Medical Product Sales On The Rise At Recreational Cannabis Shops

By Sue Vorenberg
Cannabis Daily Record

WASHINGTON: Recreational cannabis shops in Southwest Washington are seeing an increasing demand for products with medical properties, such as high CBD edibles and cannabis-infused topicals for pain.

Store managers and owners at the Cannabis Country Store in Battle Ground and The Herbery in Vancouver, Washington, report so much demand for CBD-based products that at times they say it’s hard to keep up.

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“CBDs are on the rise – we really can’t carry enough of it,” said Jim Mullen, chief operating officer at The Herbery, which has two stores in Vancouver. “We have so many people coming in looking for it.”

CBD, or cannabidiol, is a non-psychoactive component of cannabis used in medical marijuana markets for pain relief, as an anti-inflammatory and for reducing seizures. Requests for high CBD products – or products with a balance of CBD and THC, the psychoactive component of cannabis – at recreational stores often come from customers looking for relief of nausea, pain and a variety of other issues.

Initially there weren’t many high-CBD products in Washington’s recreational market because owners and growers anticipated the greatest demand would be for high-THC cannabis. But as more Baby Boomers and older Americans return to marijuana in legal markets, the demand is changing.

Washington State House Passes Recreational Marijuana Reform Bill

WASHINGTON:  The House on Friday passed a measure that makes several changes to the state’s new recreational marijuana market, including eliminating the three-tier tax structure and replacing it with a single excise tax of 37 percent at the point of sale.

House Bill 2136 passed the House on a 59-38 vote and now heads to the Senate for consideration. An amendment that passed Friday removed language from the original bill that would have only allowed local bans on licensed marijuana businesses if approved by the jurisdiction’s voters. 

To encourage more cities and counties to allow marijuana businesses, the bill directs the state to share pot revenue with jurisdictions that do so. It would also allow them to adopt more flexible zoning for where pot grows and stores can be located.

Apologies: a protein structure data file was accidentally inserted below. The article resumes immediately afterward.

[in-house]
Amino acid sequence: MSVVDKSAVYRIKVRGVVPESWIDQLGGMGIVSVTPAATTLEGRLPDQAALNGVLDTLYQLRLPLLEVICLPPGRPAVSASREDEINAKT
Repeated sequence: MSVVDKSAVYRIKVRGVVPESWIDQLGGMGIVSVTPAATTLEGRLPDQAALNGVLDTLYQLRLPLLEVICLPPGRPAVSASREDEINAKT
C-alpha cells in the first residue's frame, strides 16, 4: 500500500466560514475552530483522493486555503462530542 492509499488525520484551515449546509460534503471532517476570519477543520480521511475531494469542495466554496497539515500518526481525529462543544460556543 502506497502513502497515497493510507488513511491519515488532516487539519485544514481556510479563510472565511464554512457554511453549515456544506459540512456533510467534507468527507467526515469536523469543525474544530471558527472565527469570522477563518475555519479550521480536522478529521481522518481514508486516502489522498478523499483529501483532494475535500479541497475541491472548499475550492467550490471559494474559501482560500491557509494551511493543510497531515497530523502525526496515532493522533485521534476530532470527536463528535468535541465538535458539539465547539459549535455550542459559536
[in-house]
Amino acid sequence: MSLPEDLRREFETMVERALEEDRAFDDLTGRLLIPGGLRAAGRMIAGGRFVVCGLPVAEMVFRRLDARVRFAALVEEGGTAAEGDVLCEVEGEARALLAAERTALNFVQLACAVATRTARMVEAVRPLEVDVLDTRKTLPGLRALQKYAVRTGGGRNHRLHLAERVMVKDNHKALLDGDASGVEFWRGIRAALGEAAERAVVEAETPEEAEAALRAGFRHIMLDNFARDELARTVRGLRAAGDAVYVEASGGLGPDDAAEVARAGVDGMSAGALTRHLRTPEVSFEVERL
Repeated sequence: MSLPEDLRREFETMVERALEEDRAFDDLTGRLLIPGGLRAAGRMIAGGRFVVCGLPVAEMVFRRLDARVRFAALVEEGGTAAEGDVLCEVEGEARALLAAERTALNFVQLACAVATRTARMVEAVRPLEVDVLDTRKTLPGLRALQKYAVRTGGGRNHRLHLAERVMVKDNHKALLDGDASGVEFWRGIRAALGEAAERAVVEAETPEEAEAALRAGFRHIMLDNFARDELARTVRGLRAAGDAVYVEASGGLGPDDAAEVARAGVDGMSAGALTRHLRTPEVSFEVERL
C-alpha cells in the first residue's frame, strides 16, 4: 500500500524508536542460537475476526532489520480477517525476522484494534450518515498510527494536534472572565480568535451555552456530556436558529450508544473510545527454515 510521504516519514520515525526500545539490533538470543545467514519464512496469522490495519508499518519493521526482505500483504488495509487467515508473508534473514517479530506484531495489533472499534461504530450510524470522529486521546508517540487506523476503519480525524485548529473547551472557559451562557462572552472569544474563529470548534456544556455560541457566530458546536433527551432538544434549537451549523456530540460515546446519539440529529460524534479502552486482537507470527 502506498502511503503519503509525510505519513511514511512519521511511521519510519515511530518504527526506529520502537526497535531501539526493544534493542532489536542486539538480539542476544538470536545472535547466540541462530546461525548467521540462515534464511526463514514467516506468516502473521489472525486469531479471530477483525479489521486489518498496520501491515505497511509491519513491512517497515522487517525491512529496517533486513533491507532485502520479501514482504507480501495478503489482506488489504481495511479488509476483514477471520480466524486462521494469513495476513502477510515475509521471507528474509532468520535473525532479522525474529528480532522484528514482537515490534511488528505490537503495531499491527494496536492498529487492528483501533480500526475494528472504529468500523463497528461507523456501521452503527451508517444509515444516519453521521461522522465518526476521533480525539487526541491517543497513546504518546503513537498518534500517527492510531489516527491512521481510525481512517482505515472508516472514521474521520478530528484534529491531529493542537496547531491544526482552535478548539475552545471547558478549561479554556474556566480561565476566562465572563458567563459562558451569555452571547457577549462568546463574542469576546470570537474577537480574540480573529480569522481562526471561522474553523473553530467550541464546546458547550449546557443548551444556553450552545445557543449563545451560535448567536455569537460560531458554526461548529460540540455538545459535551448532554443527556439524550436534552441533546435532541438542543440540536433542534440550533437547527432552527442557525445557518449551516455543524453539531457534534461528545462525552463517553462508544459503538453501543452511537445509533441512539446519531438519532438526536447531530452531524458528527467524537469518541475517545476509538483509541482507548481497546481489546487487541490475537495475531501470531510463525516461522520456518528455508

Washington Retail Landscape Update 2/12/2015

by Dominic Corva, Executive Director CASP

WASHINGTON: It’s been a while since we’ve looked at the progression of I 502 Retail Cannabis landscape, pictured above in the map by Steve Hyde.  The conjunctural interest is driven by our need to understand how fast I 502 retail stores are currently being approved, now that the availability of supply is no longer a barrier to entry. We expected more retailers to open up once this happened, and in the trendline below we see that around January 1, 2015, the pace of new approvals began to exceed the overall trend since July 6.

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There are lots of other factors that influence retail decisions to go into business, of course. The availability of affordable retail space for lottery winners, and subsequent lottery replacements for the 25 retail applicants who for one reason or another failed to cash in on their lottery number, is the most significant variable. This of course is also influenced by jurisdictional bans and moratoria that represent a ceiling on how many of the 334 retail slots can possibly open, even given approval.

It’s also important to note that many “approved” applicants are not yet open, because it takes a little while to open retail doors once approved. As of February 3, 2015, 117 retail stores have been approved. Dozens of that number are not yet open, and we anticipate that their arrival in the market will help clear the harvest bounty. It is too early to say how much.

But one thing we can say with some confidence, is that the flip side to the Producer/Processor glut problem is that prices are down and quite possibly, I 502 recreational stores may be picking up consumers for whom I 502 product is a reasonable substitute for medical access point product, if price of flower is the main obstacle to switching over. Of course, there’s a lot more to it than that, but the closer retail prices for comparable product for comparable consumers (ie, not patients), the easier it will be for I 502 producers to clear inventory.